Public perceptions of smart products: important findings for manufacturers and their insurers on perceived blame

This article was co-authored by Kieran Berntsen, Litigation Assistant, London.

Humans are attuned to the attribution of blame to other humans and their actions. Smart products however raise a unique question: “what happens when objects that are created to replace human action lead to undesired outcomes?”. The Office for Product Safety and Standards’ (OPSS) report ‘Public Perceptions of Smart Products’ published on 20 September 2021 aims to address this question. Its findings are of particular relevance to manufacturers and their insurers.

The machine is only a tool after all, which can help humanity progress faster by taking some of the burdens of calculations and interpretations off its back. The task of the human brain remains what it has always been; that of discovering new data to be analysed, and of devising new concepts to be tested.

Isaac Asimov, author and professor of biochemistry

Scope of research

The research investigated smart product failure and specifically the consumer attribution of risk and blame when this failure causes harm. Additionally it considered what actions consumers are prepared to take in response to this failure. To achieve this the researchers focussed on three main issues:

  1. How price, care and risk perceptions affect blame attributions
  2. Do safety commitments decrease blame for third parties?
  3. Do perceived product intentions affect blame attributions?

Risk perception

During this research, some model smart products were objectively riskier than others (for example ovens and ladders compared with jackets and mugs). However the research was interested in user perception of risk and as such utilised a calculated value.

Risk was calculated through the user’s perceived risk in the smart versions minus their perceived risk in the non-smart versions. As such the smart ladder, by automating stability, was deemed a safer product and the smart oven, by automating decisions around cooking time and temperature, was deemed a riskier product.

Research results

There were several results which could impact manufacturers and their insurers:

  • Participants considered manufacturers more to blame (75%) than other parties (users, retailers and regulators) irrespective of the product, its price or the care taken in use of the product.
  • The primary response to a failure was to reuse the product more carefully (87%) with stronger actions such as filing consumer and regulator complaints or pressing charges being less likely.
  • If a user took more care in using a smart product they were more likely to blame all the other parties and to take stronger actions such as filing complaints.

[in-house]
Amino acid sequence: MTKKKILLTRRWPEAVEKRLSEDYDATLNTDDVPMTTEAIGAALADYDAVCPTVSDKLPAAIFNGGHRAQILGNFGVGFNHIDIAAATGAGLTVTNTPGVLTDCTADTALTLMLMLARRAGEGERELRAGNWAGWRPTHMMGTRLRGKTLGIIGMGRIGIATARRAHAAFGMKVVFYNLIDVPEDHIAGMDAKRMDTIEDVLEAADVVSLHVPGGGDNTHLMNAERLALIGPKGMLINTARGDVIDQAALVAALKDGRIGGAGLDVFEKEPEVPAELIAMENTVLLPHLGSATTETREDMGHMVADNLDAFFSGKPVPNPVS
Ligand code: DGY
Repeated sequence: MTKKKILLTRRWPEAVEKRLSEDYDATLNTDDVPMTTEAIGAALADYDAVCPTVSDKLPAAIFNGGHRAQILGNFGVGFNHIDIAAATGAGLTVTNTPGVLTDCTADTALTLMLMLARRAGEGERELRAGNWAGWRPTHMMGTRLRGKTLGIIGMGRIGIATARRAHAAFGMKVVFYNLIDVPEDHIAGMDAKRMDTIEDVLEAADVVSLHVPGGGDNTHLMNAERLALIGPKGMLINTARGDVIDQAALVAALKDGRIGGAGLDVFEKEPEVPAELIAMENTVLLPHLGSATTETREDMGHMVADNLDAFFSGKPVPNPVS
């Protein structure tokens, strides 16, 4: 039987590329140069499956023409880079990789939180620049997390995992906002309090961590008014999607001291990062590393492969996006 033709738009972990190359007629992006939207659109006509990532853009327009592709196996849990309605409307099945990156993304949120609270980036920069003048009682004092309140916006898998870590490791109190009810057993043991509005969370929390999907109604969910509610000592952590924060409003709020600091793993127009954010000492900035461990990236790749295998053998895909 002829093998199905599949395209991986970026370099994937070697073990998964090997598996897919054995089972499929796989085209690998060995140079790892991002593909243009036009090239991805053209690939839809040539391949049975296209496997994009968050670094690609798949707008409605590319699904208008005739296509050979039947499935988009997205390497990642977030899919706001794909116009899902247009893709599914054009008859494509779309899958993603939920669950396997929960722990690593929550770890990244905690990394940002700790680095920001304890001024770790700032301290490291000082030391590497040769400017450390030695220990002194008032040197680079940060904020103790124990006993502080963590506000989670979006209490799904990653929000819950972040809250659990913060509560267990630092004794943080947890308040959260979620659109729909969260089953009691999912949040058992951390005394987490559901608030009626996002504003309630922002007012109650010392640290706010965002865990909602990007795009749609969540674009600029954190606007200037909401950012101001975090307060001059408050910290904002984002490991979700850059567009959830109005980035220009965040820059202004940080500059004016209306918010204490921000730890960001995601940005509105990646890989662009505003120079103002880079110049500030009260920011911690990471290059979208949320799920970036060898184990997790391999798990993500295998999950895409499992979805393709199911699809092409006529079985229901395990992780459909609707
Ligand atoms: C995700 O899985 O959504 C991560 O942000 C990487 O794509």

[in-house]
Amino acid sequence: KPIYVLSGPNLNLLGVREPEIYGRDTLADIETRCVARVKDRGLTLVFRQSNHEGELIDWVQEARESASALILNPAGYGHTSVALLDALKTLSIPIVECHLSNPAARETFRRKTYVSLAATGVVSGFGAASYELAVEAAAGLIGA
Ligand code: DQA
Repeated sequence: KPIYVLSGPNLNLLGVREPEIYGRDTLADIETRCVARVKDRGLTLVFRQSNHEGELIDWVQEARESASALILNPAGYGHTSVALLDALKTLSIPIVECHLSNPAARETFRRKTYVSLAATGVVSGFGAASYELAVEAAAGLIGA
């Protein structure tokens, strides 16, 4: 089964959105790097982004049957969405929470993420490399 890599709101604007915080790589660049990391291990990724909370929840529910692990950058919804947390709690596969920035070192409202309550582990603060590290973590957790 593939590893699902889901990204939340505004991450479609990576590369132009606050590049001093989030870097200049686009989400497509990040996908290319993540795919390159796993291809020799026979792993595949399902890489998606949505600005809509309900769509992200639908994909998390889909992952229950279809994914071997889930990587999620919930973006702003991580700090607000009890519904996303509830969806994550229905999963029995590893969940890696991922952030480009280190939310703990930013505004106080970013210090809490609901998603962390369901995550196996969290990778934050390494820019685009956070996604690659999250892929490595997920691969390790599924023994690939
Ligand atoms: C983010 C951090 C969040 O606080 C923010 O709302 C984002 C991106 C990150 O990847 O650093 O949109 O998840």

• When considering the effect of risk it was found that as the relative risk of a smart product increased so too did the attribution of blame towards the manufacturer and away from the user.
  • When the purpose of a smart product was perceived to increase safety rather than convenience, the participants were more likely to blame themselves for the product failing.
  • However, advertising the same product to emphasise safety or convenience was shown not to have an effect on blame allocation, suggesting that the assessment of the relative risk by the participants must be separate from how risk/the product is presented. Advertising was therefore shown to be ineffectual in changing the consumer’s view of the safety profile of the smart product.

The OPSS concludes that future work is required to identify in more detail the properties and usage patterns of smart products that promote responsibility misattributions.

Potential key implications

Manufacturers of smart products are more likely to receive apportionment of blame from consumers compared to others within the supply chain and the users themselves when something goes wrong with the product.

It is evident from the OPSS report that the user’s perception of the products emulating a ‘human’ role within the scope of their use will inevitably result in an transfer of blame towards the manufacturer. This inherent perception could see an increase in product liability claims against manufacturers of smart consumer products.

Therefore, to seek to avoid future product liability claims, the key focus for manufacturers of smart consumer products and their insurers both pre and post market release should include:

  • The reliability and safety of their products during the design, manufacturing process and beyond.
  • The management of the consumers’ perception and expectation of the products via appropriate wording and scope of their instructions/guidance for safe use.

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